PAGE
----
Ketamine Treatment Research Articles

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Ketamine for Treatment-Resistant Depression
It’s been reported that 70% of [ketamine infusion] patients felt the ease of symptoms in as little as one day…Source: Cleveland Clinic | Top 10 Medical Innovations | 2017

Antidepressant Efficacy of Ketamine in Treatment-Resistant Major Depression

Subanesthetic Ketamine Infusion Therapy

Anesthesiology News – Ketamine

History of Ketamine

Fast-Acting Therapeutic Alternatives for the Treatment of Depression – Ketamine

Ketamine – A Growing Global Healthcare Need

Ketamine Safety and Tolerability in Clinical Trials for Treatment of Resistant Depression

Antidepressant Effects of Ketamine

Can Ketamine Keep Depression At Bay

Ketamine as a Promising Prototype for a New Generation of Rapid-Acting Antidepressants

Ketamine Relieves Depression By Restoring Brain Connections

IV Ketamine Rapidly Effective in PTSD

Ketamine for Pain

First things first: You may be asking yourself, “What is ketamine?” Well, it  was once used mainly as an anesthetic on battlefields and in operating rooms. Now this medication is gaining ground as a promising treatment for some cases of major depression, which is the leading cause of disability worldwide. In the US, recent estimates show 16 million adults had an episode of major depression in the course of a year. Suicide rates rose substantially between 1999 and 2016, increasing by more than 30% in 25 states. Because of its rapid action, ketamine could have a role to play in helping to prevent suicide.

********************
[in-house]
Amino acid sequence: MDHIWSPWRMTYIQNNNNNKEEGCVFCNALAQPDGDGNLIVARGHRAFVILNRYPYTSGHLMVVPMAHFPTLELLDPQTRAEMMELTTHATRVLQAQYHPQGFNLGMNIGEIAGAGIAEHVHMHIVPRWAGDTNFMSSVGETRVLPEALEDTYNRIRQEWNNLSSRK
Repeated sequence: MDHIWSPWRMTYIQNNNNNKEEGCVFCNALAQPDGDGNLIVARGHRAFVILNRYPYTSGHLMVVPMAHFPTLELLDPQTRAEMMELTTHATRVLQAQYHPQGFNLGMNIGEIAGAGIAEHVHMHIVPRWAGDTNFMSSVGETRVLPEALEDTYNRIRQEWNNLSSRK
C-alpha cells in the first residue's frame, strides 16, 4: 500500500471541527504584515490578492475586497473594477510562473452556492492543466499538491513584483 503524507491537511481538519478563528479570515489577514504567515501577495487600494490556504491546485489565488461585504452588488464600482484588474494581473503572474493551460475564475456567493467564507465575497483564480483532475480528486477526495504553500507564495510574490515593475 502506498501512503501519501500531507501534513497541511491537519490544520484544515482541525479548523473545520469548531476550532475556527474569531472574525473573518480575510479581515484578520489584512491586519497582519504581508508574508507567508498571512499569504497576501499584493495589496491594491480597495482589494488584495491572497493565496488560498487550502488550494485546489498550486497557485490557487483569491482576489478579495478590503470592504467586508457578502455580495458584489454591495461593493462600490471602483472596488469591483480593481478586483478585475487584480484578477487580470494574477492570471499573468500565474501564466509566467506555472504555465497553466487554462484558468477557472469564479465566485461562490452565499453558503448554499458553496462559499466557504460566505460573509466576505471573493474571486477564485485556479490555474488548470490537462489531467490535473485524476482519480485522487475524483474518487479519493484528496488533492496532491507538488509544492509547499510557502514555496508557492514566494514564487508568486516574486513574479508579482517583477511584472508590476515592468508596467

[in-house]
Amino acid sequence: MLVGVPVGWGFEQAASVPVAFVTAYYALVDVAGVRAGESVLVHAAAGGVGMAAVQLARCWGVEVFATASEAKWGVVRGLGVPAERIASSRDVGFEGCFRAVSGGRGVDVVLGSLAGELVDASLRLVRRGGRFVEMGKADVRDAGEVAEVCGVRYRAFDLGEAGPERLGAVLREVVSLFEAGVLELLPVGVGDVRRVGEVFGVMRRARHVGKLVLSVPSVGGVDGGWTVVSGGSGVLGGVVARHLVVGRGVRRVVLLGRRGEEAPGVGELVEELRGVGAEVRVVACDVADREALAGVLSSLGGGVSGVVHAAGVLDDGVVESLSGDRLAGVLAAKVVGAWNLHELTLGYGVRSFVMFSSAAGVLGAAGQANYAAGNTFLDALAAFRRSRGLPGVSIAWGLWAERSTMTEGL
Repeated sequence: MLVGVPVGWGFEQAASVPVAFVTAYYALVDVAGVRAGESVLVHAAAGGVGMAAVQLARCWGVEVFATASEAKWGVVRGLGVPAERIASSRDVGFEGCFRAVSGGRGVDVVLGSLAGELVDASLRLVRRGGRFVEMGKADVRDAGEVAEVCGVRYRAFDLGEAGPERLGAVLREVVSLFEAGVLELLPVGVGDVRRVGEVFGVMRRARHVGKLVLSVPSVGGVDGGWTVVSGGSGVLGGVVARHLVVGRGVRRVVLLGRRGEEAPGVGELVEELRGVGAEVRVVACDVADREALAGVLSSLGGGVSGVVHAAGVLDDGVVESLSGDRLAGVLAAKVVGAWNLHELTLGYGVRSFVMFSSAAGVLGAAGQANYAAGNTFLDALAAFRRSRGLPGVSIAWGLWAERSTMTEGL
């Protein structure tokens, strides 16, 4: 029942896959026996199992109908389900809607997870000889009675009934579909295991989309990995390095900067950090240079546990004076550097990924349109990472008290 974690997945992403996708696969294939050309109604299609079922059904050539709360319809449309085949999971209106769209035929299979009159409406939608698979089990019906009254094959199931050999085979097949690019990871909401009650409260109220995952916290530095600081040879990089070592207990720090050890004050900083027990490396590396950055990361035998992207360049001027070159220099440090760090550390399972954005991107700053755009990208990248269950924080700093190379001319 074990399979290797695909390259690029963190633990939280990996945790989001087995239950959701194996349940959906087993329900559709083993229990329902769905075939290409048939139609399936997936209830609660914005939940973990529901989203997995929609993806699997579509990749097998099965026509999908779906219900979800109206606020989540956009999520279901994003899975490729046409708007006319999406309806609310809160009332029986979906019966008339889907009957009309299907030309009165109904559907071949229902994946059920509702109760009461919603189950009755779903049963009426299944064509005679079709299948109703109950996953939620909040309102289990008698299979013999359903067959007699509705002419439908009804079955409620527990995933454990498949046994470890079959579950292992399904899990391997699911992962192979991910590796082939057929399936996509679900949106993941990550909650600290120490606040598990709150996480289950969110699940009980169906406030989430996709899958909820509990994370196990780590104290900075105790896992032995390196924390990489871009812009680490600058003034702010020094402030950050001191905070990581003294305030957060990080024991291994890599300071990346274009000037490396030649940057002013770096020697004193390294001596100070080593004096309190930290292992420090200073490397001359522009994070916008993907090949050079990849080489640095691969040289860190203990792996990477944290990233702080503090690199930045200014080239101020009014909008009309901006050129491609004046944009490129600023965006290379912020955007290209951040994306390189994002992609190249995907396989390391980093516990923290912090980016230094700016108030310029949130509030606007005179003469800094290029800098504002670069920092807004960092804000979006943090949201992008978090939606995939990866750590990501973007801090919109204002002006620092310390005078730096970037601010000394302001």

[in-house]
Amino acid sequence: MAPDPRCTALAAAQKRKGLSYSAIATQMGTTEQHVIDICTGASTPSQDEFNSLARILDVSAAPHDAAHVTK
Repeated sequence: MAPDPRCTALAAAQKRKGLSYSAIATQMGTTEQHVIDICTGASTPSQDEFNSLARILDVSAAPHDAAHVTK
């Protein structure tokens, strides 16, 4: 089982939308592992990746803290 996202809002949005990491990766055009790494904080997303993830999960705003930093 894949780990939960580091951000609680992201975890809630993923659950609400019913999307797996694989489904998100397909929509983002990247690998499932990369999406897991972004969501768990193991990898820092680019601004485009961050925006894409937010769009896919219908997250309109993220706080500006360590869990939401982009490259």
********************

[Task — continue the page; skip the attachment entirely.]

Why is ketamine exciting for treating depression?

If a person responds to ketamine drug , it can rapidly reduce suicidality (life-threatening thoughts and acts) and relieve other serious symptoms of depression. Ketamine also can be effective for treating depression combined with anxiety.

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What else should you know about ketamine?

  • A much lower dose of ketamine is given for depression compared with the dose necessary for anesthesia.
  • Like opioids, ketamine has addictive properties. It’s important to understand this when weighing risks and benefits. If you have a history of substance abuse –– such as alcohol or drugs –– it’s especially important for you and your doctor to consider whether ketamine is a good option for you.
  • When IV (racemic) ketamine works, people usually respond to it within one to three infusions. If a person has no response at all, further infusions are unlikely to help. Instead, it’s probably best to try other treatments for depression.
  • People who experience some relief from depression within one to three ketamine treatments are probably likely to extend these positive effects if the treatment is repeated several more times. The subsequent sessions may help prolong the effects of ketamine, rather than achieving further dramatic relief of symptoms. There are no standard guidelines for this. Many studies offer eight treatments initially (acute phase). After this, patient and doctor decide whether to taper or stop ketamine treatments or continue treatments at longer intervals.

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